Clean Technology 2009

The birth, growth and death of a carbon nanotube: using in-situ transmission electron microscopy to observe CNT growth processes

E.A. Stach, S. Min Kim, D.N. Zakharov, C.L. Pint, R. Hauge, B. Maruyama
Purdue University, US

Keywords: Carbon nanotube growth, carbon nanotube growth termination, nanostructure growth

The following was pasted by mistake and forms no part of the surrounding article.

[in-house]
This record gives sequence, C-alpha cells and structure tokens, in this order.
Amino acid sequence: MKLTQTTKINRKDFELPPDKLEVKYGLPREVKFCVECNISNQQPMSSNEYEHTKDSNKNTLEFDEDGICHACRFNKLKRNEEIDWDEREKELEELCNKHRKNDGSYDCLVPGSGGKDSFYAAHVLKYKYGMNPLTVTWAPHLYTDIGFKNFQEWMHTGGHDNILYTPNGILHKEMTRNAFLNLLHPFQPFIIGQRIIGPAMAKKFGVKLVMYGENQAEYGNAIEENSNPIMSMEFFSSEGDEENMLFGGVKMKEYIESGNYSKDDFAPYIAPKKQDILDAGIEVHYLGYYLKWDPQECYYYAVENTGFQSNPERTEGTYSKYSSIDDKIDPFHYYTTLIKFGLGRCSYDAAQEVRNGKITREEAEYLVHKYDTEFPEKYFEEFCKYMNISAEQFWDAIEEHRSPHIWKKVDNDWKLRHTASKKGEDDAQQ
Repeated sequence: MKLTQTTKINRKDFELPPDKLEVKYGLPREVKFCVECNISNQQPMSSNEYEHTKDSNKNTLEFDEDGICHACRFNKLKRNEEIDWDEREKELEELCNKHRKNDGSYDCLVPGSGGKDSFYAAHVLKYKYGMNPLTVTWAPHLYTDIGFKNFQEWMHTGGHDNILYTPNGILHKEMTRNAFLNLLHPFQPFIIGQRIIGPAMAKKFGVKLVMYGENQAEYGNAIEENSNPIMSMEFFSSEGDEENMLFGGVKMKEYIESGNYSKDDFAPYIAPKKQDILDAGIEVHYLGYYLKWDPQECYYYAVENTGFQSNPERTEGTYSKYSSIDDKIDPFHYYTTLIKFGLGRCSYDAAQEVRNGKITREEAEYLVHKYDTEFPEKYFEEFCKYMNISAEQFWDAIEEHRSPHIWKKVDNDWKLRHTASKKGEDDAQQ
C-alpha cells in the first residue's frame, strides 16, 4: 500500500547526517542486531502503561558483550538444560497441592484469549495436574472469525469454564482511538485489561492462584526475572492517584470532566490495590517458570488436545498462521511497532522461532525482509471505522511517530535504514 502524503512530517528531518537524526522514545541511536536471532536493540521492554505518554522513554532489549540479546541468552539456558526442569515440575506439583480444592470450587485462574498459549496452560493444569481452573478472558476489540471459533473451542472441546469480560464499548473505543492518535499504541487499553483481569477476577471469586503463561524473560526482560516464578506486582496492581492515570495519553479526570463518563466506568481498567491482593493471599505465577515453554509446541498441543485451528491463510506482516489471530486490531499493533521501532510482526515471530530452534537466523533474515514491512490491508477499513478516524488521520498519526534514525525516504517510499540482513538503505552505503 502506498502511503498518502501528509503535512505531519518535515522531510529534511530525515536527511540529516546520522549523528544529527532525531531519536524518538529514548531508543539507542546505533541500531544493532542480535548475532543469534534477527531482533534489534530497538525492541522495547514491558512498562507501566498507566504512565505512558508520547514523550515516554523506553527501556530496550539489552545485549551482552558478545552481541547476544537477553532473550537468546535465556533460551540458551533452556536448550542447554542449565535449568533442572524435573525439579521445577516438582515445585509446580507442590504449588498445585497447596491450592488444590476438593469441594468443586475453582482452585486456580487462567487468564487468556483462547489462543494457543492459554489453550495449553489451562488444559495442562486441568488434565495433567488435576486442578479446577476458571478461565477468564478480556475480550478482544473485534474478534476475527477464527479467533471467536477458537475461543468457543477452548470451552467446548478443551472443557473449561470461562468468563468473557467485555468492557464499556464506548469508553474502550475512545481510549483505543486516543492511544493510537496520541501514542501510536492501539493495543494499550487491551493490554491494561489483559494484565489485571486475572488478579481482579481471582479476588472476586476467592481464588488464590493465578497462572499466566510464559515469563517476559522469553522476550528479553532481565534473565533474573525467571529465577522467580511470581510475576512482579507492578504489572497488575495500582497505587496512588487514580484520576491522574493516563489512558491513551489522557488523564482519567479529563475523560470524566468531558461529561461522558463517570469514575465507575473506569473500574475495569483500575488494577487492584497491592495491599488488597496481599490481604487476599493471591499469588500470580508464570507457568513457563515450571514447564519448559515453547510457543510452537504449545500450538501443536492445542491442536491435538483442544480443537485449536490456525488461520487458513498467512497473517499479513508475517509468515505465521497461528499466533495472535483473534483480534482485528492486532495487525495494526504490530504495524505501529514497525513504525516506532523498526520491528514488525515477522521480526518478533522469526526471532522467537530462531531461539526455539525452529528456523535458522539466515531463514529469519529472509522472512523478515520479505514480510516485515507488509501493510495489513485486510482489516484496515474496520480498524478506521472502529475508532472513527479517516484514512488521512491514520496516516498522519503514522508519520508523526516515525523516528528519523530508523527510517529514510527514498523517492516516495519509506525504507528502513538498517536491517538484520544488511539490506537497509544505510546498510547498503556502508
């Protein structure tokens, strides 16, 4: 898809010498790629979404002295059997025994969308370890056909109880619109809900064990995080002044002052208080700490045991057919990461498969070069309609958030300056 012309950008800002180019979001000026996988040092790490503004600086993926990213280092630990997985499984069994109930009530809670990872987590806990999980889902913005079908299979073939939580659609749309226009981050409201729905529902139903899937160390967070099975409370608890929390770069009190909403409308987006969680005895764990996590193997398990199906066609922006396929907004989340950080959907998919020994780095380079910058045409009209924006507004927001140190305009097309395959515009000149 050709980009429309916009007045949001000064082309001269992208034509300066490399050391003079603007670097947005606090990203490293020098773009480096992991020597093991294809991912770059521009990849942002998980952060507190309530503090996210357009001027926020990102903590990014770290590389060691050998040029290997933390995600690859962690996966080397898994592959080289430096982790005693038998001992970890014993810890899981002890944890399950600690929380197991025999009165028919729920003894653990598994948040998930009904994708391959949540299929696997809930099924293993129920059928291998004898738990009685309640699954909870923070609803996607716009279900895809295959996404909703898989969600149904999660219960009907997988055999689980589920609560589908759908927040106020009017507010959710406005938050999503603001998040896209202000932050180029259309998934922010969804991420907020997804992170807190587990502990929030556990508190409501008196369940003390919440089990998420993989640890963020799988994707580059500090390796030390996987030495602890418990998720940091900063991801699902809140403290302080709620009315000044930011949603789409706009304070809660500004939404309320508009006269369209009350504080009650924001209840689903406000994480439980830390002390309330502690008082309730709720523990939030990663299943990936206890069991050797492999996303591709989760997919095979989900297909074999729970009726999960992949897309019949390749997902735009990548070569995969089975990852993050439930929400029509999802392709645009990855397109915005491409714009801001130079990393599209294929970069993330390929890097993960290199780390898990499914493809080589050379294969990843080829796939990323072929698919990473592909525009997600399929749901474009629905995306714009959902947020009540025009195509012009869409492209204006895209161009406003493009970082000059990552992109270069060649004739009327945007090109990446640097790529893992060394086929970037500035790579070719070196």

Vertically aligned single-walled carbon nanotube (SWNT) carpets have received enormous attention, as they have a large number of potential applications. However, a lack of understanding of the mechanisms of growth termination remains a limiting factor in optimizing these structures for widespread usage. In order to better understand the growth termination phenomena, we have investigated the evolution of catalyst morphology using both standard and in-situ transmission electron microscopy techniques. A series of tightly controlled annealing and growth studies were performed in a dedicated chemical vapor deposition system using three different gas ambients (hydrogen only, hydrogen and water and atomic hydrogen and water). Quantitative characterization of the catalyst sizes as a function of either annealing or growth time leads to an explanation for growth termination implicating both the processes of Ostwald ripening and iron diffusion into the substrate. These results are corroborated by real time observations of nanotubes growth and termination in a dedicated environmental cell transmission electron microscope, where both ripening and substrate diffusion are directly observed. We will also demonstrate how the experiments can be used to understand nucleation, growth and etchback processes during growth, with a focus on the ‘unit processes’ involved. These studies provide crucial insight into nanotube growth.
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